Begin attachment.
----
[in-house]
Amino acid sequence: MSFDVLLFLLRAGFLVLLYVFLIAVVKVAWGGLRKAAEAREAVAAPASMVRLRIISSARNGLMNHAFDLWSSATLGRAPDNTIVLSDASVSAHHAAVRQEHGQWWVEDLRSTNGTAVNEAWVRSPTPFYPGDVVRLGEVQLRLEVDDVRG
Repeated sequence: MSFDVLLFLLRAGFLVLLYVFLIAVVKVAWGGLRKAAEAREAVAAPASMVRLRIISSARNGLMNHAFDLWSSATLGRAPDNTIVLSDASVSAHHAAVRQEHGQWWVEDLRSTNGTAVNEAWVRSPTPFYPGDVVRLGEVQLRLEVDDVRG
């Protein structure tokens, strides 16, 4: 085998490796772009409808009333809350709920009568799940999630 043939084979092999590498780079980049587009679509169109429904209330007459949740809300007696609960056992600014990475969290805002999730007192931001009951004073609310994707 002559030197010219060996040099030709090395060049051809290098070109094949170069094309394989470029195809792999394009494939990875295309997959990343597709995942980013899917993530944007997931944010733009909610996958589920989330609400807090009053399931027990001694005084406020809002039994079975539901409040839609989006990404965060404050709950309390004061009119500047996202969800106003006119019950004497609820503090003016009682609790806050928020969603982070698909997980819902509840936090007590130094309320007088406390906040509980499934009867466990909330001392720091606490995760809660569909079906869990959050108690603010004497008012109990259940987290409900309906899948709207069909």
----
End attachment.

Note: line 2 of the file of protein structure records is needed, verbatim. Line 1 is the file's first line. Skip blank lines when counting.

Amino acid sequence: MSFDVLLFLLRAGFLVLLYVFLIAVVKVAWGGLRKAAEAREAVAAPASMVRLRIISSARNGLMNHAFDLWSSATLGRAPDNTIVLSDASVSAHHAAVRQEHGQWWVEDLRSTNGTAVNEAWVRSPTPFYPGDVVRLGEVQLRLEVDDVRG